Will There Ever Be a Rainbow?


It’s not-all-that-shocking confessions week here at HitchDied, I guess, so here’s the other thing that’s been going on in my life that I haven’t been blogging about:  I’m writing a book.  But it’s November, so you can’t spill a latte without getting some on a would-be novelist.  But I’m not writing a novel. It’s even lamer than that: I’m writing a memoir.

Even before I fell in love with writing, I talked about how maybe one day I’d write a memoir.  Every over-educated under-employed person thinks about writing a memoir, right?  It’s a total privileged-kid cliché.  But my memoir had a hook: my parents died a few months apart when I was 21.

Oh shit! That book already exists and already made all of the money and won all of the acclaim.  And sadly, I’m way too late to cash in as its Asylum Studios equivalent: A Bummer Read of Workmanlike Competence.

No matter, I’m not writing this to sell it. l.  I am writing it because this story has been waiting to be told for six years and I’m tired of saying “someday.”  I’m writing it because I need to conquer a long-term goal, and this one is up to bat.

I’m following the NaNoWriMo schedule of at least 1,667 words per day (as of yesterday I’m ahead by 18 whole words!).  My friend Josh suggested I do it, and I latched on to the idea because getting this story out of me requires a bit of a kick in the pants.  It’s too easy to say, “I don’t want to think about time in my life today, it will make me too sad” and use that to excuse laziness.  And writing this has not, actually, made me sadder or more depressed.  I haven’t shed a single tear typing up even the most excruciating memories of that time.

I wish I could say the opposite was true, that sorting these memories into a narrative has been an invaluable emotional catharsis, but that hasn’t kicked in yet.

Although it has felt like a tremendous relief, as though the untold story was a burdening me.  Even though I’m only telling it to my computer screen.  Or maybe that relief is all about working to achieve a long-term goal, turning “maybe someday” into “today.” I’m crossing something off my life list, even if I will be promptly replacing it with “edit all that crap you wrote last November into something readable.”


  1. I’m so happy you’re writing a book! You have one guaranteed reader right here.

    For what it’s worth, when I buy a memoir it’s never for a particular “hook”. I always buy because I like the style of the writing and I want to spend time with the author. Don’t worry about whether your story has already been written or if you’ve accomplished enough in your life yet to write it. People like me will read it because you are a great writer and we want you to tell us your story.

  2. I would be very excited to read your book! I hope the rest of the writing process goes well for you.

  3. This is good. This is REALLY REALLY good. I’m very happy for you that you’re doing this. And like Kayleigh above, I will reiterate that memoirs or only a little bit about the story and a lot about the writing. Own your words and your story. We can’t wait to read them.

  4. !!!!!!!!!!!!!!!!!!!!!!!!!!!!!!!!!!!!!!!!!!!!!!!!!!!!!!!!!!!!!!!!!!!!!!!!!!!!!!!!!!!!!!!!!!!!!!!!!!!!!!!!!!!!!!!!!!!!!!!!!!!!!!!!!!!YES!!!!!!!!!!!!!!!!!!!!!!!!!!!!!!!!!!!!!!!!!!!!!!!!!!!!!!!!!!!!!!!!!!!!!!!!!!!!!!!!!!!!!!!!!!!!!!!!!!!!!!!!!!!!!!!!!!!!!!!!!!!!!!!!!!!!!!!!!!!!!!!!!!!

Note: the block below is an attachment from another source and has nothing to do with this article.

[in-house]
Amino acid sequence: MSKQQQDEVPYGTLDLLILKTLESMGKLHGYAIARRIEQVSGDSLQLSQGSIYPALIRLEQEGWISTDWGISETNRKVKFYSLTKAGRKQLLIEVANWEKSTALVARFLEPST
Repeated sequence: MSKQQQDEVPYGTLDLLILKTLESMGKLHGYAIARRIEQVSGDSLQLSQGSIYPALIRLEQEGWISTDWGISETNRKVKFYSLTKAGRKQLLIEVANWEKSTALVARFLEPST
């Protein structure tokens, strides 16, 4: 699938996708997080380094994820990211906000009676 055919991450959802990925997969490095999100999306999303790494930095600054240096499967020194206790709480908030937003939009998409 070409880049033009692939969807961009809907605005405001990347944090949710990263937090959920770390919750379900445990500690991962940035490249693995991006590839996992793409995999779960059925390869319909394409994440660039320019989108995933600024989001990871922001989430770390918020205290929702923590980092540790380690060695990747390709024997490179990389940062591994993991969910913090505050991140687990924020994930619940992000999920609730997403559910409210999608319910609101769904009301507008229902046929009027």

5. I am so impressed, and I will totally read your memoir! I admire your dedication to your goal — not to mention meeting the daily word count. Go you!

  6. I read about nanowrimo at another girls’ blog and I love the idea.
    Even if it does not feel cathartic at the moment, I think writing things down helps you put everything in place, gives structure to your thoughts, life, being.

    To quote “WHY I WRITE by BRIAN DOYLE” , that I thought was brilliant on why we write:

    (found on the post below)

    “Because, as the fine essayist E. M. Forster said, “How can I know what I think until I see what I say?”

    Because there have been times in my life when the only way I could handle rage and horror and fear was to write it down and thus fend it off, fight it, force it to retreat, understand it, hurt it.

    Because writing is a form of contemplation and a form of prayer.

    Because writing occasionally leads to rapture.

    Because writing is a way to connect electrically and directly with other people, which we crave, while generally preserving privacy, which we also crave. (“Do I contradict myself? Very well, then, I contradict myself,” wrote Walt Whitman.)

    Because writing is a form of performance that does not demand physical grace or youth, and writers, despite their craving for privacy, like to be the center of attention, usually intermittently, rather than continually like film stars …”


  7. I would so read your memoir. And I won’t care if it’s “been done before” because The Work That Shall Not Be Named is such a terrible, narcissistic mess that it would be hard not to do better. (That came off like you can’t write or something – I didn’t mean it like that! I love your blog! Oh God, the holes I dig for myself.)

    Seriously, that Other Book…to paraphrase Tina Fey, it’s like someone yelling MAY I BE AWESOME AT YOU? at you the whole time. Yuck. Yours will be infinitely superior.

  8. I’m concerned you won’t be publishing it, because then how am I supposed to read it?

  9. I have been struggling to write a memoir for years. Seriously very excited for you, it’s a huge deal.

  10. That’s seriously awesome, good for you…I can only imagine how good it must feel to get it all written out.

  11. Pingback: Honesty, Privacy, Blogging, and My Book | HitchDied

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